Chronic B-cell dyscrasias are an important clinical feature of T-LGL leukemia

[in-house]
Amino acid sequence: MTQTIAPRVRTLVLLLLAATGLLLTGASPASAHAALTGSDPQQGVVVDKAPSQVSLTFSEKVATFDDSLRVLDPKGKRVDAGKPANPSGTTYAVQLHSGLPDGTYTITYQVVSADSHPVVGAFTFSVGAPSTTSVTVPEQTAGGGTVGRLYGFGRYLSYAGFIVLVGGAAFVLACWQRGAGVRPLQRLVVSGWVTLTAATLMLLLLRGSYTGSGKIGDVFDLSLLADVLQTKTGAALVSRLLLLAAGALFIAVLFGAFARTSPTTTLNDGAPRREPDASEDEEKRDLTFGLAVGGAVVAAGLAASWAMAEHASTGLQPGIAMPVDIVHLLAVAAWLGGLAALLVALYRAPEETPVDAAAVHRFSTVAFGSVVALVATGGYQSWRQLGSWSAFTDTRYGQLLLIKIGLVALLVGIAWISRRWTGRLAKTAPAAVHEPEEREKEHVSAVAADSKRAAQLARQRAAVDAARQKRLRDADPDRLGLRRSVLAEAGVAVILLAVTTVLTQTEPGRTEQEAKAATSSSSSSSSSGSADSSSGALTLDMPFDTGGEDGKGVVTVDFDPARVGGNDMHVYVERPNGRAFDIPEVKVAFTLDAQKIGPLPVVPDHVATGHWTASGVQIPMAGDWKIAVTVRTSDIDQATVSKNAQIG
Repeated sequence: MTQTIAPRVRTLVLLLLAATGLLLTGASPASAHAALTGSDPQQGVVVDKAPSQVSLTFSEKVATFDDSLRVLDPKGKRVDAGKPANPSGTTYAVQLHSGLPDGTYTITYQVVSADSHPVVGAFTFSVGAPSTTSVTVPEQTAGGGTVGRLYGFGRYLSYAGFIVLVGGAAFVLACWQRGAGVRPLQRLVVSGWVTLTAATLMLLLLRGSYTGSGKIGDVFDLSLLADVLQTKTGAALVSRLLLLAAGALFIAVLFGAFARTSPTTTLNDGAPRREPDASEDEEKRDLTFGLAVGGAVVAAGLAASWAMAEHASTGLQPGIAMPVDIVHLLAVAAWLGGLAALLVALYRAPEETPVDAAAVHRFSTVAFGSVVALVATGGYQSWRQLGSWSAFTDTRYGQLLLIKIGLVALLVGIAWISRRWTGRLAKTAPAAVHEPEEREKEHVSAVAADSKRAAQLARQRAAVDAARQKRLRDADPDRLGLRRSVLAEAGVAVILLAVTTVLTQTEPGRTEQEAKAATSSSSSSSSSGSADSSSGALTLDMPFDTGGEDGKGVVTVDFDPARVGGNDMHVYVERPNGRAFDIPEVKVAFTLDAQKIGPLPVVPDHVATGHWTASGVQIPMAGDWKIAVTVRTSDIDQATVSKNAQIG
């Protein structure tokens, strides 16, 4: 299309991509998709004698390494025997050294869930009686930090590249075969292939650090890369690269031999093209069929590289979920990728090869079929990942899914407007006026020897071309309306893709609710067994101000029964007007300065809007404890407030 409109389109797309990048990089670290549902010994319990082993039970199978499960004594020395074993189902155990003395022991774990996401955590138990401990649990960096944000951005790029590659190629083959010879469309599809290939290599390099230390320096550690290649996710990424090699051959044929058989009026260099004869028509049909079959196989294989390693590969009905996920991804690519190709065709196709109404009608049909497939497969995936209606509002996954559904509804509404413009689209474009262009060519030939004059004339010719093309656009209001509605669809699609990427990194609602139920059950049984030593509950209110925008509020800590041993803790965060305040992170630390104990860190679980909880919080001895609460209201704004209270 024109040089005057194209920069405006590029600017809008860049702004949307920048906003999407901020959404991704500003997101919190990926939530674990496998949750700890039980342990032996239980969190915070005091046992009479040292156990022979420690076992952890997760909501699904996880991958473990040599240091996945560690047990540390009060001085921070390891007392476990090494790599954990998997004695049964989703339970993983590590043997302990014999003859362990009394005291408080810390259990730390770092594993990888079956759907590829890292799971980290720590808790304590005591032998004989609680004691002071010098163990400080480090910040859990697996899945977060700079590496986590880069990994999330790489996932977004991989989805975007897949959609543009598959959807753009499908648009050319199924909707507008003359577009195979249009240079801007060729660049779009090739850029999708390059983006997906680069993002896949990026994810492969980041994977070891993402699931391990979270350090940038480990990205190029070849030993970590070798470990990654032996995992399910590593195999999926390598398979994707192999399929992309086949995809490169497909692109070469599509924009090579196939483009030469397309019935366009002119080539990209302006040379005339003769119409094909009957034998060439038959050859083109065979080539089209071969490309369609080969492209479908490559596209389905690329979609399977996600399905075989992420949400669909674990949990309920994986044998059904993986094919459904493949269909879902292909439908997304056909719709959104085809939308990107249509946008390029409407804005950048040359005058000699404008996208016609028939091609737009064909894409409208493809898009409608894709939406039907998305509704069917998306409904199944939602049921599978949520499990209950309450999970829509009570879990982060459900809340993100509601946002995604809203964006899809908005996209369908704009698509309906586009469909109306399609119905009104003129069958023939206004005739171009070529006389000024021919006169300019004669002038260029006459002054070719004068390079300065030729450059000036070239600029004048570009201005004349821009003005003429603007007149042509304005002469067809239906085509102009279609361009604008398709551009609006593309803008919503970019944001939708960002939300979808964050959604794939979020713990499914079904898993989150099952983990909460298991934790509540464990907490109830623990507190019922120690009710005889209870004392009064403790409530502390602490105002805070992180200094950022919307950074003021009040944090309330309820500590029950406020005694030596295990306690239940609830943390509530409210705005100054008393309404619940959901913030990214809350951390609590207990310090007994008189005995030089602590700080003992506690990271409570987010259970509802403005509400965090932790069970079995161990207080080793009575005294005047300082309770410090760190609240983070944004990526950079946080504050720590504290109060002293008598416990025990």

T cell large granular lymphocyte leukemia (T-LGL) is characterised by semiautonomous proliferation of monoclonal cytotoxic T lymphocytes, which can result in neutropenia, splenomegaly, and is associated with various autoimmune disorders, particularly rheumatoid arthritis. The coexistence of T-LGL leukemia with B cell abnormalities has previously been identified in case reports. However, no systematic analysis to determine the frequency of this co-association has been reported. Analysis of 63 T-LGL patients revealed a frequent association with humoral immune system abnormalities. We identified coexisting B cell dyscrasias in 17 T-LGL patients (27% of total), of whom 12 had monoclonal gammopathy of unknown significance (MGUS) (19%), and 5 had chronic lymphocytic leukemia (CLL) (8%). The presence of both MGUS and CLL was found in 2 patients (3%) and follicular lymphoma was identified with MGUS in another T-LGL patient (2%). Additionally, polyclonal hypergammaglobulinemia or hypogammaglobulinemia was found in 10 additional LGL leukemia patients bringing the total frequency of B cell abnormalities in T-LGL leukemia to 43% in our cohort. The co-association of B cell pathology with T-LGL suggests that either a common antigen drives clonal B and T cells, or that humoral malignancy could serve as the stimulus for lymphocyte expansion representing an overactive anti-tumour surveillance.